I think it would be in my best interest to stand up for the next week or so. Mainly for comfort if for no other reason.
If you have watched all or parts of 17 bowl games since last Wednesday, like I have, I’ll bet your sitter is worn out, too.
Most of the games were very competitive and fun to watch—except for Cincinnati getting run off of the field by Florida. Didn’t help that Cincy’s coach had already left and the interim was leaving for another job, too.
I noticed that a number of the stadiums had many empty seats, which is probably a sign of the economy and possibly travel delays like we had on our holiday trip.
If you read Andrew Ottoson’s Dec. 23 column, you know he decided it was time for him to move on. Not that he was unhappy here, but he still wants to see what is out in the world while he is still young. A good plan, I say.
He was a chemistry major at Tabor College with a love of sports, so it worked. We appreciate his efforts on our behalf, and I will always remember his keen sense of humor and interesting metaphors for about anything.
Andrew says he’s headed for Vancouver and the Winter Olympics. You might even see him on television as a spectator. I’m betting the best bet would be at a hockey match.
I decided a couple of weeks ago that I was going to make New Year’s cookies on New Year’s day. My plan was delayed until Sunday afternoon because the bowl games got in the way, as mentioned above.
The real name for these raisin fritters is Portzilke, which means “tumbling over,” according to the “Off the Mountain Lake Range” cookbook. Apparently they turn over by themselves while cooking in the deep fat (oil). Mine didn’t do that because I think they had too many appendages.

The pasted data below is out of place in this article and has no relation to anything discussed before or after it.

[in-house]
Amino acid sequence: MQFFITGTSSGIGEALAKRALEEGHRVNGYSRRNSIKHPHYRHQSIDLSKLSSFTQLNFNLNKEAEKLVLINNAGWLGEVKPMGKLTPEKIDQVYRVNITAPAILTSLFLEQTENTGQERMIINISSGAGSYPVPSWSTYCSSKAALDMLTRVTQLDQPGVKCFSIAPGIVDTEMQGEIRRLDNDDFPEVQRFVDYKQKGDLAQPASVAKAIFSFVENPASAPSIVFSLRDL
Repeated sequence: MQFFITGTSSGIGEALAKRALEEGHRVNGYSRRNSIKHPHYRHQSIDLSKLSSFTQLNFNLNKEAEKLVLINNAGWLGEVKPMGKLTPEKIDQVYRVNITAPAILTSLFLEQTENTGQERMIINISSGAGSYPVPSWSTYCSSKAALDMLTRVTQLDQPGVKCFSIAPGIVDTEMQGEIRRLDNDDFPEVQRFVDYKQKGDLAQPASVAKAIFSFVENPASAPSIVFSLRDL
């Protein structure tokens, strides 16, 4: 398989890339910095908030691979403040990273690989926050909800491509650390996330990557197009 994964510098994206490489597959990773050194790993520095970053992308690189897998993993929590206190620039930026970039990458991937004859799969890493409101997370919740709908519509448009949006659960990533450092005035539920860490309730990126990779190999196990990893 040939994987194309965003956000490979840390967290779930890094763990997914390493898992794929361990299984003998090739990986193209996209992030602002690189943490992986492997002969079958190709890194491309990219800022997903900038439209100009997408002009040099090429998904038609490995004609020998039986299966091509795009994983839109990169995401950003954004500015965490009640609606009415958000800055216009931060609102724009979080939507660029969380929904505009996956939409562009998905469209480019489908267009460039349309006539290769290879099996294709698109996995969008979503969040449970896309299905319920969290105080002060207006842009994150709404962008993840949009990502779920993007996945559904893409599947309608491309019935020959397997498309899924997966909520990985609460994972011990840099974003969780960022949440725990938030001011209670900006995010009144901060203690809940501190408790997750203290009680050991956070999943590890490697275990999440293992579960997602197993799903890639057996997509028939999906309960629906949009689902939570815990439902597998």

I’m sure that with practice I could get better at mixing these little fritters, but I had a few challenges along the way.
Nancy told me I should make a half batch or we’d have too many, so that’s what I did. She was gone while I was making them, which was a good thing, and I only called her one time. The half thing wasn’t so easy. How do you add 11?2 eggs?
The recipe called for the dough to rise until double in bulk. Well, I waited and waited and nothing happened. I remembered it takes heat to make yeast work so I placed the bowl of dough on the satellite receiver, which is always warm. That did the trick.
Our deep-fryer hadn’t been used for at least five years; it still had sawdust on it from when I enlarged the refrigerator opening to make our new fridge fit years ago.
This week it will be a year since my mom passed away. It seems like a long time ago. Many times I can see her face or hear her voice, and am reminded of the many blessings she brought to my life and to others.
I miss her but accept her death more in celebration and joy that she is in a better place now. She struggled so much in her last years to do all of the things she always did in the past, but the weight of time prevailed in the end.
While she could still communicate, she told me that in other cultures the old and weak would go out into the woods and never come back. Then she was quick to add that if she tried it she would get too cold and would have to come back home.